GO ‘The Father’ Exposes Grim Reality of Dementia ☆☆☆☆

I lost my father to Multiple Sclerosis; the disease robbing him of his agility and ability to speak. That was a sobering reality for a young teen, but I left the Pasadena Playhouse’s production of the award-winning “The Father” almost grateful that my father hadn’t been robbed of reality by dementia. This 90-minute play is that harrowing, pushing the audience to confront a fate that some will meet and others will come to know through acquaintances.

The play in its original French, “Le Père” premiered in Paris in 2012 with Robert Hirsch as the father, André, and Isabelle Gélinas as his daughter Anne. Hirsch earned a Molière Award  for Best Actor in a Private Theater and Gélinas a Best Actress with the play itself winning Best Play. The translation by Academy Award-winning Christopher Hampton (Best Adapted Screenplay for the 1988 film “Dangerous Liaisons”) garnered an Olivier nomination for the West End production with the lead, Kenneth Cranham, winning Best Actor in 2016. The same year, the Broadway production earned a Tony nomination for Best Play and Frank Langella won a Tony for Best Actor.

As André at the Pasadena Playhouse’s well-appointed production (scenic design by David Meyer), Alfred Molina begins as a proud man, defending the recent release of his already departed assistant to his daughter Anne (Sue Cremin). Dressed in a brown tweed jacket, with a brick red vest and blue shirt and beige pants (costume design by Denitsa Bliznakova), he’s somewhat indignant. When Anne asks him, “So what happened,” he denies everything, saying, “Nothing.” Anne is increasingly frustrated because this isn’t the first person who has left her father’s service. “You have to accept the idea that you need someone,” she replies.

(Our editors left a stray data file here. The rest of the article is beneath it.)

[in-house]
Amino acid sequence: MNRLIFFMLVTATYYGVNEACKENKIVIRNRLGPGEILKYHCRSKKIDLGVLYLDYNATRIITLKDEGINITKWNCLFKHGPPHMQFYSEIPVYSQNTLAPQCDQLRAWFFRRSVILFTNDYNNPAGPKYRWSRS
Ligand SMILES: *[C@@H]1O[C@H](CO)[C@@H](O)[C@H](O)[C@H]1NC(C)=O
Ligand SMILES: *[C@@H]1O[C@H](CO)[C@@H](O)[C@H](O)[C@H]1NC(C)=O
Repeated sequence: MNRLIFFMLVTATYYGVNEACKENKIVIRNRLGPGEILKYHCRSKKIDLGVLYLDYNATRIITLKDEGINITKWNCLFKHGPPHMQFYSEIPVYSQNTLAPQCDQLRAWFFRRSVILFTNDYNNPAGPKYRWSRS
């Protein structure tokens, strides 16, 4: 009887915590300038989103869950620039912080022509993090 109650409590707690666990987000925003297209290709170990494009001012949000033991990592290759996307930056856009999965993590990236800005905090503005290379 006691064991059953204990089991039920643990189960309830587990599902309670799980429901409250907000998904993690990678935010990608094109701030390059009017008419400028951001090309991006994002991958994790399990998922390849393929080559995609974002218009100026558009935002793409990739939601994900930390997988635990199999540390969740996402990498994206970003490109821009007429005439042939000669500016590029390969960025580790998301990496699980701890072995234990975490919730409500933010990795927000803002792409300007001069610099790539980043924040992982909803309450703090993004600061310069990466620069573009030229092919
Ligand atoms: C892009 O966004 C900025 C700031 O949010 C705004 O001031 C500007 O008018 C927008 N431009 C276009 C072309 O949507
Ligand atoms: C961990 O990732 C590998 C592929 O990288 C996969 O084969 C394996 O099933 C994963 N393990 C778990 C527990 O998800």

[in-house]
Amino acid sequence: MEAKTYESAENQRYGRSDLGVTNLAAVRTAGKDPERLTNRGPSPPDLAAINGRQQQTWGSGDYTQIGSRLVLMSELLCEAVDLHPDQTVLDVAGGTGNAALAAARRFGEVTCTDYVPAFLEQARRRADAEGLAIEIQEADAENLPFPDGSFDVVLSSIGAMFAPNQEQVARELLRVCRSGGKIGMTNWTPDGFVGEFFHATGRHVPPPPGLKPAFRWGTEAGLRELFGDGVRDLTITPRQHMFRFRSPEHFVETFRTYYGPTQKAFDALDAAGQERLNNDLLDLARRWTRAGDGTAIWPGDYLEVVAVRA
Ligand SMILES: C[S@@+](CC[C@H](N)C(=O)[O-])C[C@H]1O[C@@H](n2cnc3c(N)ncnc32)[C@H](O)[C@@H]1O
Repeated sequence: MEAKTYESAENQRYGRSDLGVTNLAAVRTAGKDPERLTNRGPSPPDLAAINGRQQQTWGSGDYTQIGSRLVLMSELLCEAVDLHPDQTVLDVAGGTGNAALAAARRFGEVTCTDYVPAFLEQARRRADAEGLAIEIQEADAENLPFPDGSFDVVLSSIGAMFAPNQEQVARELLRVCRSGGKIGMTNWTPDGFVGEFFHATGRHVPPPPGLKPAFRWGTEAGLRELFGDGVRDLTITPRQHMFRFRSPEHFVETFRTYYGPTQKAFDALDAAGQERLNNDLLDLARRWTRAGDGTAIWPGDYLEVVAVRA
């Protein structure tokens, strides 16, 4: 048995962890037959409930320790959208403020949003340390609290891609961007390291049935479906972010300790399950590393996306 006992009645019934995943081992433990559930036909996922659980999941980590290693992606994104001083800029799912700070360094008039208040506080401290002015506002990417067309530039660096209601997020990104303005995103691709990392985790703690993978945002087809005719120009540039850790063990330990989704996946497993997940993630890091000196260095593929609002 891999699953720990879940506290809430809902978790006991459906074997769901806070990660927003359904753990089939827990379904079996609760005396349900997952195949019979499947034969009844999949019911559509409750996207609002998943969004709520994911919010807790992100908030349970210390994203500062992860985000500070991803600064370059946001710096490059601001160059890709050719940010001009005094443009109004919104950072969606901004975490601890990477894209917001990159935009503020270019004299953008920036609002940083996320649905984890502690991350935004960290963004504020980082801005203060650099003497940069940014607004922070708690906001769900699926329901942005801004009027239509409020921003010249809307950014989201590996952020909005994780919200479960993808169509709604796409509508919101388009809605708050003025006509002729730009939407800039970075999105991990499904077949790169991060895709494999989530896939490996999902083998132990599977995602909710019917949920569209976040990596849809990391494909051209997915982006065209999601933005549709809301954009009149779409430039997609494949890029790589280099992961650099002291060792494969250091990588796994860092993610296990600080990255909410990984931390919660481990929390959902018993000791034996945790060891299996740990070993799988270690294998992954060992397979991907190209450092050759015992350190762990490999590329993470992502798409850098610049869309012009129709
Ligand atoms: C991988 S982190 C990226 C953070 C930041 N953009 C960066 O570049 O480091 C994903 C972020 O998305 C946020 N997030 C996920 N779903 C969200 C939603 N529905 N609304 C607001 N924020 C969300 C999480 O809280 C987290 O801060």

André explains he had no choice; the woman was stealing from him. He set a trap and she stole his watch, but the watch wasn’t stolen. This initial scene has the feel and pacing of a light comedy under the skillful hand of director Jessica Kubzansky, yet don’t let this lull you into a happy zone. The ride had just begun and there will be more than a few sharp turns and stomach churning drops. Scenes end in uncomfortable and disorienting blackouts (lighting design by Elizabeth Harper) and we come back to what may be a different reality. We might not be in André’s apartment. We might be in Anne’s apartment or Anne might be leaving Paris for London to be with her new love. Or she may be married to Pierre (Michael Manuel).

Kubzansky compares this play to a journey through a labyrinth or getting lost in a fun house. In the director’s notes, she writes, “All we can do, all of us, is try not to get lost along the way, and hope that if we come out the other side, we have managed to be good human beings during ever more challenging circumstances, and that we have told our truth with love.”  You can feel the love and perhaps you’ll remember love as well. I commented to my friend how my late aunt resisted being moved to a senior home. She died in her sleep, still at home, after spending every day stubbornly walking the block with her walker and talking to a visiting hummingbird. Perhaps this play will help you live better or recall fondly someone who has passed away after struggling with dementia or just plain senior moments. My companion also worried a bit about growing forgetfulness. Age will humble all of us who survive to it, but that doesn’t mean we shouldn’t got out fighting.

“The Father” is performed without intermission and continues until 1 March 2020 at the Pasadena Playhouse, 39 South El Molino Avenue, Pasadena. Tickets begin at $25. For more info visit pasadenaplayhouse.org or call (626) 356-7529.

 

 

 

 

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